One of the more notable cult favourites of the late sixties was Frank Herbert's Dune, a novel of adventure set in the far future against a background of galactic feudalism on a desert planet called Arrakis. Without going into the complexities of either the plot or the political background of this book, we will merely note that its significance for present purposes resides in the fact that, although science fiction (SF) by both convention and consensus, at a more fundamental level it is modelled closely on the classic Bildungsroman, a traditional didactic form revolving around the education of a young hero or leader-to-be. Unlike such forerunners as, say, Machiavelli's The Prince, however, Herbert's variant does not body forth the perfectly "civilized" man. Not only, anyway. Conventional training in weaponry, politics, diplomacy, and the courtly arts is not neglected, but this aspect of Paul Atreides's education is for the most part simply assumed. The experience on which the book focusses -- the thing that turns a well-endowed but not particularly extraordinary young nobleman into the great charismatic political and religious leader, Muad'Dib -- is a sojourn in the wilderness which, like both the Hebrews' archetypal pilgrimage and Christ's later ordeal, releases and restructures the seeds of greatness in the boy, transforming him into a very special kind of man.

The tutelary genii of Paul Atreides's initiation are the Fremen, the desert nomads who live in the most savage regions of a planet which, in terms of both climate and geography, is inhospitable as a whole. After Paul's father, the ruling Duke of Arrakis, is deposed and killed in a coup by a feudal competitor, the boy and his mother take refuge with these people, and it is to a significant extent the lessons learned from their way of life which, added to Paul's own considerable powers, give him the personal resources to win back his birthright -- and more -- in the end. On the simplest level it is the desert itself, an environment harsh and demanding to an extreme, that stimulates Paul's development of the superior capacities he needs to survive. It is the Freman, however, who offers him the specific behavioural model that proves so effective not only in the immediate context of the Arrakeen desert but in the political arena at large.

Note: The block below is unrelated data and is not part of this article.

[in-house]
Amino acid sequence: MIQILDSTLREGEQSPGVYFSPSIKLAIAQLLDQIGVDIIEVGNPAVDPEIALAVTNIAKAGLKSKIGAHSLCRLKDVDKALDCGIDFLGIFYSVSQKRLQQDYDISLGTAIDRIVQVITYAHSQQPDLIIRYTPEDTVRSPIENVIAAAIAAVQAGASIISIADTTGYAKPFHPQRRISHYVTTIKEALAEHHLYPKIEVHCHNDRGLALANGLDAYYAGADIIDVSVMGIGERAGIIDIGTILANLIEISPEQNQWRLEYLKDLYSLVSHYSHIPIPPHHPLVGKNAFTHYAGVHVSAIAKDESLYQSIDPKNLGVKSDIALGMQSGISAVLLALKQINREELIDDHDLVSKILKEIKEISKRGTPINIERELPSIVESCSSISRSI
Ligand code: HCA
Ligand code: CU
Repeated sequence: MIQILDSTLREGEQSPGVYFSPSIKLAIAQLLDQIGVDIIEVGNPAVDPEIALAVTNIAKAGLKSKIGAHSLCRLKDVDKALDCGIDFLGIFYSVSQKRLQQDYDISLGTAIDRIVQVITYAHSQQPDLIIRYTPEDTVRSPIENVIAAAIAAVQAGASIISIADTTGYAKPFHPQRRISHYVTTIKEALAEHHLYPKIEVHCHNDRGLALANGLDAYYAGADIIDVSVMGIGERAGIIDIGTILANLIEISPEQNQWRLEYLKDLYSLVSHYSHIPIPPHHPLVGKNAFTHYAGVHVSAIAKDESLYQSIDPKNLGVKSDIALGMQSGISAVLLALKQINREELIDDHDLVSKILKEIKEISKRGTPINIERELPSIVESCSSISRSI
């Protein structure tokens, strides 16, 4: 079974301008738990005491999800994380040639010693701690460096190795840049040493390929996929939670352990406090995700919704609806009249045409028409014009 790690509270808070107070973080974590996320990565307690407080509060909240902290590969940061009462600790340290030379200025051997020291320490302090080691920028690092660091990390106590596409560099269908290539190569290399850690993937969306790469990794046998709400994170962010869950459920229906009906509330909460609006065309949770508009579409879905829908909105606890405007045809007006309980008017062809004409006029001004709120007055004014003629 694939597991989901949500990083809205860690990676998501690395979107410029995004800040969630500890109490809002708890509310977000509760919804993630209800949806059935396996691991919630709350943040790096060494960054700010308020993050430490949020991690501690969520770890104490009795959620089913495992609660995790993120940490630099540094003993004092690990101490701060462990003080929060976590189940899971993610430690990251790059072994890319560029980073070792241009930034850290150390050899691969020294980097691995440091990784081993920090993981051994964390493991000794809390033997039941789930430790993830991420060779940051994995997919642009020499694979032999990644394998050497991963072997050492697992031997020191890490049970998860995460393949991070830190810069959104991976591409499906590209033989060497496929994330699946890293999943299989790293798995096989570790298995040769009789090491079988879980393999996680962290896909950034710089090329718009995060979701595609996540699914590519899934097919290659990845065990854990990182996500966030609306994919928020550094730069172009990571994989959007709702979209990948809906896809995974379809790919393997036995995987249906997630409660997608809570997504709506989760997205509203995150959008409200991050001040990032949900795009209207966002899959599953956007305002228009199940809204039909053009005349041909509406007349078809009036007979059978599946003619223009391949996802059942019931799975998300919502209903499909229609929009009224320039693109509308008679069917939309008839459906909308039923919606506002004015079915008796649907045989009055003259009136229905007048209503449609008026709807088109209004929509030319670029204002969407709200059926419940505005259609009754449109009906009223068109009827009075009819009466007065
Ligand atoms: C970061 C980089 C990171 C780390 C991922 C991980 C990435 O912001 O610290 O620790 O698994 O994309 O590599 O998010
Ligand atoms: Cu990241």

What qualities does this model imply? As one might expect, given the obvious invocation of noble savagery, the book draws heavily on the conventions of literary primitivism. The Freman is hardly the feckless and innocent eighteenth-century child of nature, but he does owe much to the hardy barbarian of earlier, sterner climes. He also owes much to the ~` re-creation of that figure in the person of the backwoodsman of the nineteenth-century American wilderness romance. The first things Paul acquires from Freman culture, consequently, are basic survival traits such as conservation (every drop of moisture must be conserved in a desert environment: "water discipline," which presupposes discipline, care, and restraint on every level, is consequently the most basic law of the land); alertness (in an ultra-hostile environment one must be totally sensitized to his surroundings: to be surprised is to be dead); subtlety (one cannot battle the storm but one can learn to flow with it, attaining one's goal in a roundabout way); decisiveness (hesitation kills); loyalty (the tribe is only as strong as its weakest member); and that ruthlessness which is only the other side of perfect justice. Aside from anything else, therefore, what Paul learns from the Freman is how to be a survivor, which means, in that environment, a superb fighting and killing machine.

If this were all, of course, the Freman would be no different from the pioneer, battling against nature instead of mediating the human/inhuman interface as the noble savage is conventionally supposed to do. There is, however, a second aspect of Paul's desert experience, again given focus by Freman culture, that is ultimately far more important to him than the martial skills he acquires. In a way that the iconic frontiersman was never quite able to manage, 8 the Freman reconciles the conflict between masculine and feminine modes. He is not only nature's master, in other words, but -- more importantly -- her servant as well. The ultimate goal of the whole Freman culture, in fact, is to transform Arrakis into a paradise, not by wrenching it out of its natural rhythms but by working with those rhythms, influencing the ecological system lovingly, gently, patiently from within. This goal necessitates not only such traditional attributes as a reverence for and a responsiveness to the processes of nature, but an extraordinary breadth and depth of vision capable of encompassing complex and shifting ecological relationships on a planetary scale. "A planet's life is a vast, tightly interwoven fabric. Vegetation and animal changes will be determined at first by the raw physical forces we manipulate. As they establish themselves. . . our changes will become controlling influences in their own right -- and we will have to deal with them, too!" 9 The second level of Paul's desert education, then, is a lesson in the necessity of and means for transcending the egocentric perspective to view (and manipulate) all phenomena systematically, regardless of the context -- an obvious advantage for one who would be a ruler.